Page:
Same-sex marriage will not be recognized in Utah. State officials have decided to invalidate any same-sex marriage performed in Utah before the U.S Supreme Court issued a stay. Utah, a state known for its heavy Mormon influence and traditional values, shocked the nation when a December 20th decision by U.S District Judge Robert Shelby ruled the state’s ban on gay marriage unconstitutional. Over a thousand marriage licenses were issued as jubilant couples rejoiced the judge’s ruling and raced to be married only to find their celebration short-lived. The couples found themselves waiting in legal limbo when the U.S. Supreme Court suspended the order pending a federal appeals court decision.
The justices have not made a decision on the constitutionality of the case or on the ban of gay marriages; they have merely put a hold on any further action until the 10th U.S. Circuit Court of Appeals makes a final ruling on the ongoing question of same-sex marriages in Utah. The Denver based court’s decision may have a ripple effect across the nation. The Court of Appeals is scheduled to rule on this issue this year, which means the losing side will not have a final decision until 2015. This leaves the future of same-sex marriage sin question in Utah and across the nation.
The decision was announced today that Utah has invalidated all same-sex marriages performed during the 17-day period between Shelby’s ruling and the Supreme Court’s injunction, according to state officials.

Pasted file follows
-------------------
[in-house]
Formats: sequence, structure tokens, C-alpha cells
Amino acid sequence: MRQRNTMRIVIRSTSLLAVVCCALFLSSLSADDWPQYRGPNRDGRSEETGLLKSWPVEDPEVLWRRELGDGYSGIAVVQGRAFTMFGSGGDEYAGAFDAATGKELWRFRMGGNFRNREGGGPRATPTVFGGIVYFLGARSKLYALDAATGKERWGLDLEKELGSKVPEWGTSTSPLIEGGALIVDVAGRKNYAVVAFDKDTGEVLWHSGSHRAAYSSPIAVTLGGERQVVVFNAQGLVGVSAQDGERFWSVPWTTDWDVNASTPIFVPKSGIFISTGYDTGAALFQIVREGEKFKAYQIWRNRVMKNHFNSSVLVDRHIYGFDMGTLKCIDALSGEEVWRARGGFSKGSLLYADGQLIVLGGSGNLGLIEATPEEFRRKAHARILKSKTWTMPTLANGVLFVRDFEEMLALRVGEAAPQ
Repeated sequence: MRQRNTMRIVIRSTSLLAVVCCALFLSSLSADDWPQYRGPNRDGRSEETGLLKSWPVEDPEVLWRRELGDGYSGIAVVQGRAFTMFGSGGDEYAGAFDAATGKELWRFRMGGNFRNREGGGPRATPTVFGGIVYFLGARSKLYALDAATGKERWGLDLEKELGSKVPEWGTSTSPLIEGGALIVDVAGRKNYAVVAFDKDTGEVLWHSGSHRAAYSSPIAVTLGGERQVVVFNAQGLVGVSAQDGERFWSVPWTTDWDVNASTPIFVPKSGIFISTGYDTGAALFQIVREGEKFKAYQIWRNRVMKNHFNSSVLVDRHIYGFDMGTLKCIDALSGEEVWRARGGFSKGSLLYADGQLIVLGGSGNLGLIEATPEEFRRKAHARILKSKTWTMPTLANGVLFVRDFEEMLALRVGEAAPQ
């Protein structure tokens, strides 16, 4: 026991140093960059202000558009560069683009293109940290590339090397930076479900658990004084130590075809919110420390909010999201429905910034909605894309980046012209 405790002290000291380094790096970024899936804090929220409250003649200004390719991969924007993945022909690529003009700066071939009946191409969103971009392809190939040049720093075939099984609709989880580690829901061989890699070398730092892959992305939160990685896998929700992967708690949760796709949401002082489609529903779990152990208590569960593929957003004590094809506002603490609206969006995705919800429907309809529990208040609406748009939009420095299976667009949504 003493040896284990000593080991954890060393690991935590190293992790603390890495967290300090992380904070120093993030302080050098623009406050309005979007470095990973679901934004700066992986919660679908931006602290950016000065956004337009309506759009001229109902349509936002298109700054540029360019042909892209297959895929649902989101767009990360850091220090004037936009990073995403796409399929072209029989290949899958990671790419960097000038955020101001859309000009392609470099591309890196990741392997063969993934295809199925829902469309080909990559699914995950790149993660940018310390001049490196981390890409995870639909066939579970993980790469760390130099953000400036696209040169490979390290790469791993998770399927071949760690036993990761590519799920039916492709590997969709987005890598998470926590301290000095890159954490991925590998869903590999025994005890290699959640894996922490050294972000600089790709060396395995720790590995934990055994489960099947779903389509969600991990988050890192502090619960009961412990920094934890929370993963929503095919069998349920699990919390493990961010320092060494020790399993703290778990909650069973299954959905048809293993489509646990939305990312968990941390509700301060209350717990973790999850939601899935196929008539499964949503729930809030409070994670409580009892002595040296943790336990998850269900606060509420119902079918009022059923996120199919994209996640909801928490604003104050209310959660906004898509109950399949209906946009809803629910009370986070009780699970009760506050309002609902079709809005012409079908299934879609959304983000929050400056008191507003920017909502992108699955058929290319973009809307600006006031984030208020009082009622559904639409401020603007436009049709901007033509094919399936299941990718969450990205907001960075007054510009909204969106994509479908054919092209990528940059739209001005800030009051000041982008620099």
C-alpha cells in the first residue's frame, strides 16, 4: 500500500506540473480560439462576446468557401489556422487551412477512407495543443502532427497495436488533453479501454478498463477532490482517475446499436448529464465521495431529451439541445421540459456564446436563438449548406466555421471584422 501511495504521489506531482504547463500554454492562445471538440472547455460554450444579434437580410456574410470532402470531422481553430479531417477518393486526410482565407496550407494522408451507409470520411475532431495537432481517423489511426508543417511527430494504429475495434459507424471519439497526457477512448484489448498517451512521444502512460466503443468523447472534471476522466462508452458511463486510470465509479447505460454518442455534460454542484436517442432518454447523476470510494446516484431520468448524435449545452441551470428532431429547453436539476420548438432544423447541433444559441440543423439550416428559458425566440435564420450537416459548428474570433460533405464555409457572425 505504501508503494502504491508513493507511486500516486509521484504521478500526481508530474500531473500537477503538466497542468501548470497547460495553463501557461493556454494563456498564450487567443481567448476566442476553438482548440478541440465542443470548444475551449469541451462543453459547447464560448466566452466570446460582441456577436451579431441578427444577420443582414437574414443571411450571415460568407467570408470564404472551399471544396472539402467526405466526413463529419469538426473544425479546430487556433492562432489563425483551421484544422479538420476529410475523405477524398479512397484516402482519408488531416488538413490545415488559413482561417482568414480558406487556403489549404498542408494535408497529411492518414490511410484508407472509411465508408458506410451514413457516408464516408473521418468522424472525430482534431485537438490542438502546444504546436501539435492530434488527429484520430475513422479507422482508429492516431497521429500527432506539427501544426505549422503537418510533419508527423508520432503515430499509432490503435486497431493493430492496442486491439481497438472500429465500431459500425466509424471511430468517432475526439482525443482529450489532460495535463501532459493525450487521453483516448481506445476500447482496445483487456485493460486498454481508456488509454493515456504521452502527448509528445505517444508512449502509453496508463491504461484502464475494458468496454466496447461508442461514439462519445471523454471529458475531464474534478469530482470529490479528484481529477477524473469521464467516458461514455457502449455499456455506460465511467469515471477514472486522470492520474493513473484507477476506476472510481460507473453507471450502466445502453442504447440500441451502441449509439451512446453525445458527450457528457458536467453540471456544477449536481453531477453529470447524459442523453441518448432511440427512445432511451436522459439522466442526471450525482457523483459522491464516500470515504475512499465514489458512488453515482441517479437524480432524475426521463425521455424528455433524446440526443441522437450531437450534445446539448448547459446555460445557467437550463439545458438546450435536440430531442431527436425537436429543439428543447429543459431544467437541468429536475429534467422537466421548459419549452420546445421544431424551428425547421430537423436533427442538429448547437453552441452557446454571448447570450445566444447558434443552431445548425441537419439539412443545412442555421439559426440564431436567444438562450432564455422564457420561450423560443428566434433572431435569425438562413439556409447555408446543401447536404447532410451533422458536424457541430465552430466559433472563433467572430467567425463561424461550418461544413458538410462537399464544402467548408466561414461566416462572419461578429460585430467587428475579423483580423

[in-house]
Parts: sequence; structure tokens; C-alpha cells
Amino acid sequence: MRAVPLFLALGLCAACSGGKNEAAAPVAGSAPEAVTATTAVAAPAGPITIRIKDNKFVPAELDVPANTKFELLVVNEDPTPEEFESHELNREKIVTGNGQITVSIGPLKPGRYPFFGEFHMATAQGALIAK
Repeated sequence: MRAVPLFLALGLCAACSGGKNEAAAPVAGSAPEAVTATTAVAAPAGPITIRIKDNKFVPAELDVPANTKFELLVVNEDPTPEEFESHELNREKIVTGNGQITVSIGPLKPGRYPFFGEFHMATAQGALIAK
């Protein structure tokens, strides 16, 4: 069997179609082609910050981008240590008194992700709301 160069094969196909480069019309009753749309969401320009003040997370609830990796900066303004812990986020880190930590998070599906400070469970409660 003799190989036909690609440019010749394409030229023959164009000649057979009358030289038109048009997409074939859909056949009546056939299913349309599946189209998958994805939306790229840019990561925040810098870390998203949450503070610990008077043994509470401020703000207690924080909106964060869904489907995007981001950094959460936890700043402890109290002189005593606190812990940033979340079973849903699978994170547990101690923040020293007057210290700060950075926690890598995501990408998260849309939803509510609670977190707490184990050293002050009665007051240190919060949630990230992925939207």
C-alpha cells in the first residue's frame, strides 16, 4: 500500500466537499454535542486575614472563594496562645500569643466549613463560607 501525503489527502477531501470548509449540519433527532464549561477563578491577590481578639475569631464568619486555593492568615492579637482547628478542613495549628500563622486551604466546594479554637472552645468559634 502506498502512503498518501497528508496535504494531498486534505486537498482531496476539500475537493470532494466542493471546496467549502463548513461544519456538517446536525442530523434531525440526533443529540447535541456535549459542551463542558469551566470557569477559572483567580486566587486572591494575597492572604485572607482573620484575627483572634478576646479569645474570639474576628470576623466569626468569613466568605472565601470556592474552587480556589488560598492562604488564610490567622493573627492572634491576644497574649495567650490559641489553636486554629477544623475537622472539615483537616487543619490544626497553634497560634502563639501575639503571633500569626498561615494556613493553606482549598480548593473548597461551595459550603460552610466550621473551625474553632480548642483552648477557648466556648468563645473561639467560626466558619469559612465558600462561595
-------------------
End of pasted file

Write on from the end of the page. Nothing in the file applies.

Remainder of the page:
Gay rights advocates are shocked and disappointed with the decision that Utah will not recognize same-sex marriages. Recently married gay couples see the ruling as a dark cloud shadowing the future of gay rights.
Derek Kitchen and his partner Moudi Sbeity, along with two other couples, filed the Utah lawsuit that was the catalyst to the December 20th ruling by Shelby who stated the ban on gay marriage was unconstitutional. The couples now face an uncertain future and can only hope someday they can marry legally.
State officials celebrated Monday’s decision to put Shelby’s ruling on hold, stating it should have been implemented earlier. Two earlier courts denied a plea for a stay.
The order to suspend Shelby’s decision contained no dissents, indicating the justices are not prepared to acknowledge same-sex marriages across the nation and they are hesitant to permit a lower court to hurry along a decision regarding gay marriages.
The Supreme Court’s stay prohibits Utah from issuing marriage licenses for same-sex couples while the state awaits the final decision from the 10th U.S. Circuit Court of Appeals. Utah’s Attorney General Sean Reyes stated his office is evaluating the validity of marriages executed since Judge Shelby’s December 20th decision. Reyes stated his office would not hurry a decision that could impact citizens so deeply.
According to opinion polls conducted over the years, same-sex marriage has been gaining popularity and acceptance. Seventeen states, as well as Washington D.C., allow gay marriage; however 28 states have laws forbidding gay marriage, stating a legal marriage consists of one woman and one man.
Advocates for gay rights want the Supreme Court to overrule state bans and recognize gay marriage as a constitutional right. However, the justices will not be rushed into a decision. They have been clear they prefer to wait until same-sex marriage has become more acceptable before deciding on the constitutionality of gay marriage, thereby avoiding controversy and dispute across the nation.
Last year, same-sex advocates gained two landmark decisions in the Supreme Court, first, married same-sex couples were given equal rights when it came to federal benefits and second, they opened the door for same-sex couples in California to marry. Until the courts decide, Utah will not recognize same-sex marriages.
By Deborah Baran